A space on LinkedIn for college students to join their classmates, follow their updates, learn skills, and find projects to work together.
How would you create an experience that helps college students discover and connect with their classmates, without relying on email? This is was my challenge in creating Linkedin Classmates. In 7 days, I researched, designed, and tested a web experience for college students.
Linkedin Classmates is a space on LinkedIn for college students to join their classmates, follow their updates, learn skills, and find projects to work together. Students can join their college connections on 'Linkedin Classmates' primarily by being invited by their program coordinators, who will create a ‘Classmates Space’ for students from the same major. This way, academic staff become bridges that connect their students.
'Classmates' provides a casual space for students from same major to keep in touch with their classmates, follow their career or project updates, learn skills, and work together. This way 'Classmates' make it easier for students to expand their network in their college.
'Classmates' also enable coordinators to keep in touch with their students, connect them online with prospective students (and visitors), and track their career paths by even they graduate, easily.
‘Classmates’ expands the home feed by including two sections: a showcase of popular skills among 'Classmates' connections and project listings from campus. It also interfaces career updates as a feed container to foster the feeling of a ‘customized’ experience.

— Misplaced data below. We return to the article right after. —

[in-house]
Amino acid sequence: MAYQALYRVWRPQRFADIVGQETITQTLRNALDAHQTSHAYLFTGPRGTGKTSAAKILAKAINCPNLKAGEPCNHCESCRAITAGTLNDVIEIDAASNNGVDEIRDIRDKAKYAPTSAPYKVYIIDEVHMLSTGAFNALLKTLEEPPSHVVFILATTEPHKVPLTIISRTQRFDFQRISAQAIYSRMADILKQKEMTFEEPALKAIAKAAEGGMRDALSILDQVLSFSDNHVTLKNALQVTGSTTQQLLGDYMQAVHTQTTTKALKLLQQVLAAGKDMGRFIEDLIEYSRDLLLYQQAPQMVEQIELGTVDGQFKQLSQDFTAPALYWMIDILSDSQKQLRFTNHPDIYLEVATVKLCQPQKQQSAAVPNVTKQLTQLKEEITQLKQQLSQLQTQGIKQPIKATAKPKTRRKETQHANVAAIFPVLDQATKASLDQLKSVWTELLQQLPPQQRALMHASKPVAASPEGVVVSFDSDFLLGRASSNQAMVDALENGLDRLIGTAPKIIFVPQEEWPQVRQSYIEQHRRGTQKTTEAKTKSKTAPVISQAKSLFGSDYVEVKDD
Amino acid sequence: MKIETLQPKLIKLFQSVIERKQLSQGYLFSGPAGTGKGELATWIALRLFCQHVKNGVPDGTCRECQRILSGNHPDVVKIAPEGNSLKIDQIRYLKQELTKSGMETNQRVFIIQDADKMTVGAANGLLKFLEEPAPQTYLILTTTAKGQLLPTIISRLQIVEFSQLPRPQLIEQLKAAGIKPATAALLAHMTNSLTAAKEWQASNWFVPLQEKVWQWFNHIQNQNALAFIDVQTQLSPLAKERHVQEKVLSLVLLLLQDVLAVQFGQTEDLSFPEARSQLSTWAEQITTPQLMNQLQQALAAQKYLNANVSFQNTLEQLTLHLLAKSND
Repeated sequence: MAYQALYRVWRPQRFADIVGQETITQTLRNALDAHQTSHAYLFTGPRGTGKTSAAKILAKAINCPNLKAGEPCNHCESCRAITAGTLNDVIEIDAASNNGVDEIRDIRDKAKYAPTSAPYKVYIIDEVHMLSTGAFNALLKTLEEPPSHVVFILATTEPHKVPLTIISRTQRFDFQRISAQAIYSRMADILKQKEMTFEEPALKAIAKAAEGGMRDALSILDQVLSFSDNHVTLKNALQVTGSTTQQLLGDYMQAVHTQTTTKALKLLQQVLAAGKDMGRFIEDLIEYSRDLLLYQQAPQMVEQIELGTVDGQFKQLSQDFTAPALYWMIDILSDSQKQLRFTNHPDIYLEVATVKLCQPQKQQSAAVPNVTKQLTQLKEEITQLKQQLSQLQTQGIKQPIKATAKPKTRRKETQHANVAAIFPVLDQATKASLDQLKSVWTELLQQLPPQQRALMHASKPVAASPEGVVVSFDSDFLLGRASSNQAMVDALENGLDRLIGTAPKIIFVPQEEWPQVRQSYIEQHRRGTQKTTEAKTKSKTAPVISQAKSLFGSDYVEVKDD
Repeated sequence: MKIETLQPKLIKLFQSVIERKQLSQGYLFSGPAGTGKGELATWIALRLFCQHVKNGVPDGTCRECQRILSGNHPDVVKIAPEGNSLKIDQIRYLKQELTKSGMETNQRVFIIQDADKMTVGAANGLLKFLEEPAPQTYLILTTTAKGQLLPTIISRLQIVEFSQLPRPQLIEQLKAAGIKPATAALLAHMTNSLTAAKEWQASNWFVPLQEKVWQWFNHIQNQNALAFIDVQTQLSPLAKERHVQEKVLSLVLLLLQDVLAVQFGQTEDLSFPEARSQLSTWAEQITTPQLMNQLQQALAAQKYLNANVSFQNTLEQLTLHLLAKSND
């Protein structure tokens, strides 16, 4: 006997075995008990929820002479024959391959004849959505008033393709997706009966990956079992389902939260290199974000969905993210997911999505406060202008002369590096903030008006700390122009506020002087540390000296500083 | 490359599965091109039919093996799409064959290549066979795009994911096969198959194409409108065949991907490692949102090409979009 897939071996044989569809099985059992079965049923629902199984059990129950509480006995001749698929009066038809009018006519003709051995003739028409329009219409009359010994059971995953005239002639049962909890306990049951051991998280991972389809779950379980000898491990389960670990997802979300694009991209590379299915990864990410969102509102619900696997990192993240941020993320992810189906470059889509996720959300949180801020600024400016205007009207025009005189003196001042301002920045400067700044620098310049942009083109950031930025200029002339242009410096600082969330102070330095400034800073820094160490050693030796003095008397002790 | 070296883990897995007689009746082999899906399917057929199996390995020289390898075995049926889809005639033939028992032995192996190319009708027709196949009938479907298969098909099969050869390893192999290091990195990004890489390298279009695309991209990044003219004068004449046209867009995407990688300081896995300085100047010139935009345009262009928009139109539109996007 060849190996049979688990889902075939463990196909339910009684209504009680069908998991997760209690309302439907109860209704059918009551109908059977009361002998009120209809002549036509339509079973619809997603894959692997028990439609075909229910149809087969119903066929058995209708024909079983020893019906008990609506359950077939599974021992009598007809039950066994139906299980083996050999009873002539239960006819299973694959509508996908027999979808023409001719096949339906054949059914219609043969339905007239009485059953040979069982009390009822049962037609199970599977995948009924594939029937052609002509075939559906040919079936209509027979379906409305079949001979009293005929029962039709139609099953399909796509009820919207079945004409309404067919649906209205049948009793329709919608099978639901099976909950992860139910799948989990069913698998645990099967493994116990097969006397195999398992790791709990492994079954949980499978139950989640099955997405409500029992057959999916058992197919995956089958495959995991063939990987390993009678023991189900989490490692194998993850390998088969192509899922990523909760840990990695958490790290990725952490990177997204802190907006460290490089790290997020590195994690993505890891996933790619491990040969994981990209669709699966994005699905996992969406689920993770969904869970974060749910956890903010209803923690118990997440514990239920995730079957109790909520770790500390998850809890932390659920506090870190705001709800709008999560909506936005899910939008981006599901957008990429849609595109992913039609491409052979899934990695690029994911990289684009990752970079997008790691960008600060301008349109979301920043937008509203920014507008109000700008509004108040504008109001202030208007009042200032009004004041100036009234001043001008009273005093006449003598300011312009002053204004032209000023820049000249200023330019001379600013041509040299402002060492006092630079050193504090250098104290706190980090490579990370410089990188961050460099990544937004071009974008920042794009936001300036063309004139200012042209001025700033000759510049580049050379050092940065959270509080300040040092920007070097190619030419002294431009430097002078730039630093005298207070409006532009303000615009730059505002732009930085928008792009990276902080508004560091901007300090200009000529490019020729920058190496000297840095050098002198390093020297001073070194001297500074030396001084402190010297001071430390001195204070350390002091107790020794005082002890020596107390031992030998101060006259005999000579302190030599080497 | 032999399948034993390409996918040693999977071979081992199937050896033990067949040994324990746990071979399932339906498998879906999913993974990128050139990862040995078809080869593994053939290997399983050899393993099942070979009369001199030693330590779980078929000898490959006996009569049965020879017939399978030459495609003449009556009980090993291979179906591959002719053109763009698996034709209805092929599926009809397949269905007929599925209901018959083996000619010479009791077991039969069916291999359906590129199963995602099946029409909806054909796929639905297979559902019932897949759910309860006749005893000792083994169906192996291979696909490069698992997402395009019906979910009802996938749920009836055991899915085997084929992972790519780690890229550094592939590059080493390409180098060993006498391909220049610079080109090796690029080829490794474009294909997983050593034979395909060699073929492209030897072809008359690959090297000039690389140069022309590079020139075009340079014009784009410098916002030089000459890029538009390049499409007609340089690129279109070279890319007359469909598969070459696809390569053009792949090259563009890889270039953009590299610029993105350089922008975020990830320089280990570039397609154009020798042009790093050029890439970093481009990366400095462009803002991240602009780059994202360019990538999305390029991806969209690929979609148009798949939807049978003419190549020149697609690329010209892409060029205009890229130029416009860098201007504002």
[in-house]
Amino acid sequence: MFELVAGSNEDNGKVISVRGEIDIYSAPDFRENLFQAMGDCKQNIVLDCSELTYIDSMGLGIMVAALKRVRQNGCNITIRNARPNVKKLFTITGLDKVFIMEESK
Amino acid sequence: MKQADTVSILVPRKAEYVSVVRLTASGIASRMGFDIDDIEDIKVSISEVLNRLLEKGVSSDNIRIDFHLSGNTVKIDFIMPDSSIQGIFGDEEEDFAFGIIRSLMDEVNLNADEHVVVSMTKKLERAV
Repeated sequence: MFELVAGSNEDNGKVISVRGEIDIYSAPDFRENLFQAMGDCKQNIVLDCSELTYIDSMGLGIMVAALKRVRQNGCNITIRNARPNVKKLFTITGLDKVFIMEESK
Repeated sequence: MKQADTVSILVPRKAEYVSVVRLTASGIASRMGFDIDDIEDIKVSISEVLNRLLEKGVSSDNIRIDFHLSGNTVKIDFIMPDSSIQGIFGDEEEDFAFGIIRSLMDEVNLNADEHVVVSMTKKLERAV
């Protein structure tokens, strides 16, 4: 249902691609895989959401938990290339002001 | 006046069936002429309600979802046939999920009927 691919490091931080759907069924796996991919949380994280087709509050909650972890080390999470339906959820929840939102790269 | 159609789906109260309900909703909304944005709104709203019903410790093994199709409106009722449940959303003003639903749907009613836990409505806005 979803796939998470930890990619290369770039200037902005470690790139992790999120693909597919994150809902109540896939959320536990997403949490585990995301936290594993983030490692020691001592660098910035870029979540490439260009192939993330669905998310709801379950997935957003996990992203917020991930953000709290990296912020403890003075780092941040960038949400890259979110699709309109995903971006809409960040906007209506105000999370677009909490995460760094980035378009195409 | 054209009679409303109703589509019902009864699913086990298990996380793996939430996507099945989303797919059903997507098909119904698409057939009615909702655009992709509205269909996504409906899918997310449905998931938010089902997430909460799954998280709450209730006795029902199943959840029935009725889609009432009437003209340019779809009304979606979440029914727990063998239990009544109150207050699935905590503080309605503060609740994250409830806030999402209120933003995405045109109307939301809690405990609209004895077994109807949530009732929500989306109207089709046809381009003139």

Being invite-only, 'Classmates' is also similar to a closed Linkedin Group but it aims to be more focused on students needs. In a group, discussions would happen in group's feed. Unlike groups, conversations can happen in a group chat.
To leverage the linear presentation format, I created two personas to walkthrough Classmates' user flows.
Since Allie listed herself as a coordinator on her Linkedin Profile, she got a new notification that says Classmates is ready for her to try. She clicks the link on the notification to get started.
Linda got a notification about Allie’s invitation to her school email. When she enters Linkedin to read more about it, she also notices a section that also invites her to join her classmates.
Linda can access updates from her 'Classmates' connections, find new projects to use her skills, or find a connection, who can tutor her a new skill.
While this exercise was a great challenge to think about end-to-end experiences in a short time period, I’d like to do more user research to eliminate the assumptions that I made during the challenge when I don’t have research to build upon.
I was able to get opinions of three users with Invision prototypes. They all liked being able to see everything about their classmates in one place. A participant thought that this page can also replace 'the students' section of their department website. Another also would like to get introduced relevant alumni in their Spaces. With more time, I’d do more evaluative research and made iterations.
If I had another week, I’d be interested in exploring a more visually-distinct “Classmates Spaces” as well as how may be a mobile experience. In addition to this, I’d be also designed the entry-points of the system in high fidelity such as notifications, e-mails.
Due to the time limitation, one area I haven't much explored in this challenge was micro-interactions. I believe by using micro-interactions elements such as animated elements, Classmates' can provide a more delightful experience to students. They can also improve the 'casual' feeling of the experience.